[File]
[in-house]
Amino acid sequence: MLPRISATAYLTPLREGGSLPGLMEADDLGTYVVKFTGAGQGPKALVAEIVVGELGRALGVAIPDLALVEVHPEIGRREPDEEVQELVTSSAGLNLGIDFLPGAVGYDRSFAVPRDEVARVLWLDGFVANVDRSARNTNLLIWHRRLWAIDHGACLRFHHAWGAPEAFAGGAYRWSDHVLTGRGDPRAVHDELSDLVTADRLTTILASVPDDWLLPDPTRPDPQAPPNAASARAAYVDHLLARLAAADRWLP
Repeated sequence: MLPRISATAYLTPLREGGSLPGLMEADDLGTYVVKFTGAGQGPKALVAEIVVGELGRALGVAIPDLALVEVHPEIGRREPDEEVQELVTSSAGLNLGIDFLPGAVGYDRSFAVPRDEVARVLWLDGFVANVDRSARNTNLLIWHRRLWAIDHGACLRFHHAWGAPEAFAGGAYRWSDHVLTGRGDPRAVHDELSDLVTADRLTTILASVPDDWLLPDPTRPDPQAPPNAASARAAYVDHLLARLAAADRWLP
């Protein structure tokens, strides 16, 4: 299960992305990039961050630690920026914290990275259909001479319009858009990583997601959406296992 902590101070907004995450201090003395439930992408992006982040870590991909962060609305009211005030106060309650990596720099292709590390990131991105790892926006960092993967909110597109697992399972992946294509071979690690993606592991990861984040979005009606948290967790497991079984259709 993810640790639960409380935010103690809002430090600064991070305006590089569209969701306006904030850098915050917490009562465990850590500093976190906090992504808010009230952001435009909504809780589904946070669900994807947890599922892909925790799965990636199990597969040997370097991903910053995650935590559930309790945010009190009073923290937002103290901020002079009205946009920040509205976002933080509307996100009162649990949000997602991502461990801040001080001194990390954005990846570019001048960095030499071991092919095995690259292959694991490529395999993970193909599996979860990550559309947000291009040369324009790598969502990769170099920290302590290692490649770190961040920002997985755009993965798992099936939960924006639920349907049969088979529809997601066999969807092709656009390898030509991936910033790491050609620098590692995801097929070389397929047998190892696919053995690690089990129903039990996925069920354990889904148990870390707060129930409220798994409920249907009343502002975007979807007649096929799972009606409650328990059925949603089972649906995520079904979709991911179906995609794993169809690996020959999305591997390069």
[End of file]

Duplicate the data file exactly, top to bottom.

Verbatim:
[in-house]
Amino acid sequence: MLPRISATAYLTPLREGGSLPGLMEADDLGTYVVKFTGAGQGPKALVAEIVVGELGRALGVAIPDLALVEVHPEIGRREPDEEVQELVTSSAGLNLGIDFLPGAVGYDRSFAVPRDEVARVLWLDGFVANVDRSARNTNLLIWHRRLWAIDHGACLRFHHAWGAPEAFAGGAYRWSDHVLTGRGDPRAVHDELSDLVTADRLTTILASVPDDWLLPDPTRPDPQAPPNAASARAAYVDHLLARLAAADRWLP
Repeated sequence: MLPRISATAYLTPLREGGSLPGLMEADDLGTYVVKFTGAGQGPKALVAEIVVGELGRALGVAIPDLALVEVHPEIGRREPDEEVQELVTSSAGLNLGIDFLPGAVGYDRSFAVPRDEVARVLWLDGFVANVDRSARNTNLLIWHRRLWAIDHGACLRFHHAWGAPEAFAGGAYRWSDHVLTGRGDPRAVHDELSDLVTADRLTTILASVPDDWLLPDPTRPDPQAPPNAASARAAYVDHLLARLAAADRWLP
């Protein structure tokens, strides 16, 4: 299960992305990039961050630690920026914290990275259909001479319009858009990583997601959406296992 902590101070907004995450201090003395439930992408992006982040870590991909962060609305009211005030106060309650990596720099292709590390990131991105790892926006960092993967909110597109697992399972992946294509071979690690993606592991990861984040979005009606948290967790497991079984259709 993810640790639960409380935010103690809002430090600064991070305006590089569209969701306006904030850098915050917490009562465990850590500093976190906090992504808010009230952001435009909504809780589904946070669900994807947890599922892909925790799965990636199990597969040997370097991903910053995650935590559930309790945010009190009073923290937002103290901020002079009205946009920040509205976002933080509307996100009162649990949000997602991502461990801040001080001194990390954005990846570019001048960095030499071991092919095995690259292959694991490529395999993970193909599996979860990550559309947000291009040369324009790598969502990769170099920290302590290692490649770190961040920002997985755009993965798992099936939960924006639920349907049969088979529809997601066999969807092709656009390898030509991936910033790491050609620098590692995801097929070389397929047998190892696919053995690690089990129903039990996925069920354990889904148990870390707060129930409220798994409920249907009343502002975007979807007649096929799972009606409650328990059925949603089972649906995520079904979709991911179906995609794993169809690996020959999305591997390069």